Was the Von Trapp Mansion in “The Sound of Music,” With Its Vast Grounds and Gazebo, An Actual Home?
The Von Trapp family home depicted in The Sound of Music (1965) was actually a combination of multiple locations and Hollywood sets. The real Von Trapp manor had been overtaken by Heinrich Himmler during the Nazi occupation of Austria.
Schloss Frohnburg, a 17th century country house, now the Mozarteum Music Academy, was used for the gates and front entrance of the villa where Maria (Julie Andrews) first approaches the Von Trapps after leaving the convent.
The lakeside terrace, though, was filmed on adjacent properties to Schloss Leopoldskron, a rococo castle on Leopoldskroner Teich. The property was known as Bertelsmann at the time. It sits on an artificial lake and the boat and terrace scenes were filmed there.
The Sound of Music was produced in Salzburg on land adjacent to Schloss Leopoldskron, used as one of the main exterior locations. The palace was never used as the Von Trapp villa, despite popular belief and the fact many Sound of Music tours practiced in the area claim otherwise. The nearby property (known as Bertelsmann, at the time) was the location for many outdoor scenes, including the pink lemonade scene on the terrace, Maria and the Captain (Christopher Plummer) arguing on the terrace, and the capsized boat scene. Any lake shots were filmed at Bertelsmann, using a replica of Leopoldskron’s terrace and gates. Shots of the building itself were filmed at Schloss Frohnburg, and the decor of the ballroom used for the interior scenes is identical to Leopoldskron’s Venetian Room, but was a set constructed in Los Angeles.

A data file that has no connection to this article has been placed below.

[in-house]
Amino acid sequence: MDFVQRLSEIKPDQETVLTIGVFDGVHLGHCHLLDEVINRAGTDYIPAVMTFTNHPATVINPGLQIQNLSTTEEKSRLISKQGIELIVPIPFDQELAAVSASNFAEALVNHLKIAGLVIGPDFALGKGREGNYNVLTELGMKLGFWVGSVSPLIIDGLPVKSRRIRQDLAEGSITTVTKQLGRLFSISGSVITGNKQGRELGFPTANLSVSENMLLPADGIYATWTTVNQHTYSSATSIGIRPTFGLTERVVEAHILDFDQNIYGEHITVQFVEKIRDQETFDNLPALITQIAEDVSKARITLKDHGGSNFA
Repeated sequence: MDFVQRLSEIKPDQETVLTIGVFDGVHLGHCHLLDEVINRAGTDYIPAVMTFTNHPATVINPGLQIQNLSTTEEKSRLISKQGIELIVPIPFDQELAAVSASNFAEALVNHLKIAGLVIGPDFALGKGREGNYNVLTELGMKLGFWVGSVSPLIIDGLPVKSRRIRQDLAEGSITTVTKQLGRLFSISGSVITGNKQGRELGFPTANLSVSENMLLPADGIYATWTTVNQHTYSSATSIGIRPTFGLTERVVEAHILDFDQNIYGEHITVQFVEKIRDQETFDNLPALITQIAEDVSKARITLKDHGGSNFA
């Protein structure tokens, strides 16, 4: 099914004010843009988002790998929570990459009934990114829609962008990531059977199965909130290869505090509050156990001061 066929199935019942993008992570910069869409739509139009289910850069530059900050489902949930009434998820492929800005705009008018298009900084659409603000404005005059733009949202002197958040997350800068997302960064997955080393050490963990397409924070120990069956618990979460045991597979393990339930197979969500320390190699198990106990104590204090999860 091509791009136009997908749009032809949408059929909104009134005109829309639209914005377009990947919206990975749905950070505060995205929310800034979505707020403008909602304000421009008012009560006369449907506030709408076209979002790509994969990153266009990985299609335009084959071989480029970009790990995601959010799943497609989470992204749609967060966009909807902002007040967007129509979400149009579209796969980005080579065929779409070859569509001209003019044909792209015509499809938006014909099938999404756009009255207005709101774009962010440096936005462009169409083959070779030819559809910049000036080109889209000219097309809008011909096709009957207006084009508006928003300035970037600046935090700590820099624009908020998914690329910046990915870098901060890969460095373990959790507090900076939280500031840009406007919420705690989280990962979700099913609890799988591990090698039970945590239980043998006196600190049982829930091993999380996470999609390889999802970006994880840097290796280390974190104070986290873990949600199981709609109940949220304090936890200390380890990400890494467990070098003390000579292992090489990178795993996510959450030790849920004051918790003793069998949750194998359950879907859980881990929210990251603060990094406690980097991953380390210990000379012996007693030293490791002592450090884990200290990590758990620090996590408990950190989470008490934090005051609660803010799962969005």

The Von Trapp gazebo once stood in the grounds of Leopoldskron, but it was moved and reconstructed in the ornamental gardens of Schloss Hellbrunn, Morzger Strasse. The interior shots, however, were done in a reconstructed gazebo at 20th Century Fox because the interior of the real one was too small for shooting.
All the house’s other interior shots were created at 20th Century Fox.